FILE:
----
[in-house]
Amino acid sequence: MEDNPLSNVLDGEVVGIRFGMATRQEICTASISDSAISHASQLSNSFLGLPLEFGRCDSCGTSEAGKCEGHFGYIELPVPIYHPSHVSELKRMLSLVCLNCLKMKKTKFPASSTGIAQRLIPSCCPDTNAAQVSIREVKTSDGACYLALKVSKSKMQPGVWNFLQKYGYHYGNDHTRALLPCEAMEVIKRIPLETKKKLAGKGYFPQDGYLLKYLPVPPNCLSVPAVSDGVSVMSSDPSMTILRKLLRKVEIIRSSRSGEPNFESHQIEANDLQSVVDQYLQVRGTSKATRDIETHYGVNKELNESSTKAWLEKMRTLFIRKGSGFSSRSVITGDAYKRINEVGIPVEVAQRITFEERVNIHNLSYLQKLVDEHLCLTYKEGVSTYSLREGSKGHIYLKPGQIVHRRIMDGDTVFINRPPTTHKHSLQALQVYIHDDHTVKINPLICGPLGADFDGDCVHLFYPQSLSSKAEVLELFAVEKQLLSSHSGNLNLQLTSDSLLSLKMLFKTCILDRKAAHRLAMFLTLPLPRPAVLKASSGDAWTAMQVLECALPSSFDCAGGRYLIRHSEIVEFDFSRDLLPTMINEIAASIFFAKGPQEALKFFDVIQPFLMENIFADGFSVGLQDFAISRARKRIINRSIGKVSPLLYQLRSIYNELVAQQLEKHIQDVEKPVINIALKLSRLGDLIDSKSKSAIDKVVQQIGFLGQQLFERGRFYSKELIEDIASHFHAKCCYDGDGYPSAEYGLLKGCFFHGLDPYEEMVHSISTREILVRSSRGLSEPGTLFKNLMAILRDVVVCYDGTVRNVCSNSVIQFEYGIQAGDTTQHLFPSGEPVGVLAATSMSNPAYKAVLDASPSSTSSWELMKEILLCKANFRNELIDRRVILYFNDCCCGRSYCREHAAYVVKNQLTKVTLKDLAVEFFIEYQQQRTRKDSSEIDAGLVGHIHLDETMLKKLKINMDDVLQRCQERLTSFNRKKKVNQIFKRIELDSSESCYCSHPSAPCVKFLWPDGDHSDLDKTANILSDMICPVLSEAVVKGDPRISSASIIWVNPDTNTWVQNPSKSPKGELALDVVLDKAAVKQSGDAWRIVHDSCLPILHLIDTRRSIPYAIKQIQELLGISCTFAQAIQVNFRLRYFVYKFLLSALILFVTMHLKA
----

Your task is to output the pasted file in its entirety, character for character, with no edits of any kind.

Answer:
[in-house]
Amino acid sequence: MEDNPLSNVLDGEVVGIRFGMATRQEICTASISDSAISHASQLSNSFLGLPLEFGRCDSCGTSEAGKCEGHFGYIELPVPIYHPSHVSELKRMLSLVCLNCLKMKKTKFPASSTGIAQRLIPSCCPDTNAAQVSIREVKTSDGACYLALKVSKSKMQPGVWNFLQKYGYHYGNDHTRALLPCEAMEVIKRIPLETKKKLAGKGYFPQDGYLLKYLPVPPNCLSVPAVSDGVSVMSSDPSMTILRKLLRKVEIIRSSRSGEPNFESHQIEANDLQSVVDQYLQVRGTSKATRDIETHYGVNKELNESSTKAWLEKMRTLFIRKGSGFSSRSVITGDAYKRINEVGIPVEVAQRITFEERVNIHNLSYLQKLVDEHLCLTYKEGVSTYSLREGSKGHIYLKPGQIVHRRIMDGDTVFINRPPTTHKHSLQALQVYIHDDHTVKINPLICGPLGADFDGDCVHLFYPQSLSSKAEVLELFAVEKQLLSSHSGNLNLQLTSDSLLSLKMLFKTCILDRKAAHRLAMFLTLPLPRPAVLKASSGDAWTAMQVLECALPSSFDCAGGRYLIRHSEIVEFDFSRDLLPTMINEIAASIFFAKGPQEALKFFDVIQPFLMENIFADGFSVGLQDFAISRARKRIINRSIGKVSPLLYQLRSIYNELVAQQLEKHIQDVEKPVINIALKLSRLGDLIDSKSKSAIDKVVQQIGFLGQQLFERGRFYSKELIEDIASHFHAKCCYDGDGYPSAEYGLLKGCFFHGLDPYEEMVHSISTREILVRSSRGLSEPGTLFKNLMAILRDVVVCYDGTVRNVCSNSVIQFEYGIQAGDTTQHLFPSGEPVGVLAATSMSNPAYKAVLDASPSSTSSWELMKEILLCKANFRNELIDRRVILYFNDCCCGRSYCREHAAYVVKNQLTKVTLKDLAVEFFIEYQQQRTRKDSSEIDAGLVGHIHLDETMLKKLKINMDDVLQRCQERLTSFNRKKKVNQIFKRIELDSSESCYCSHPSAPCVKFLWPDGDHSDLDKTANILSDMICPVLSEAVVKGDPRISSASIIWVNPDTNTWVQNPSKSPKGELALDVVLDKAAVKQSGDAWRIVHDSCLPILHLIDTRRSIPYAIKQIQELLGISCTFAQAIQVNFRLRYFVYKFLLSALILFVTMHLKA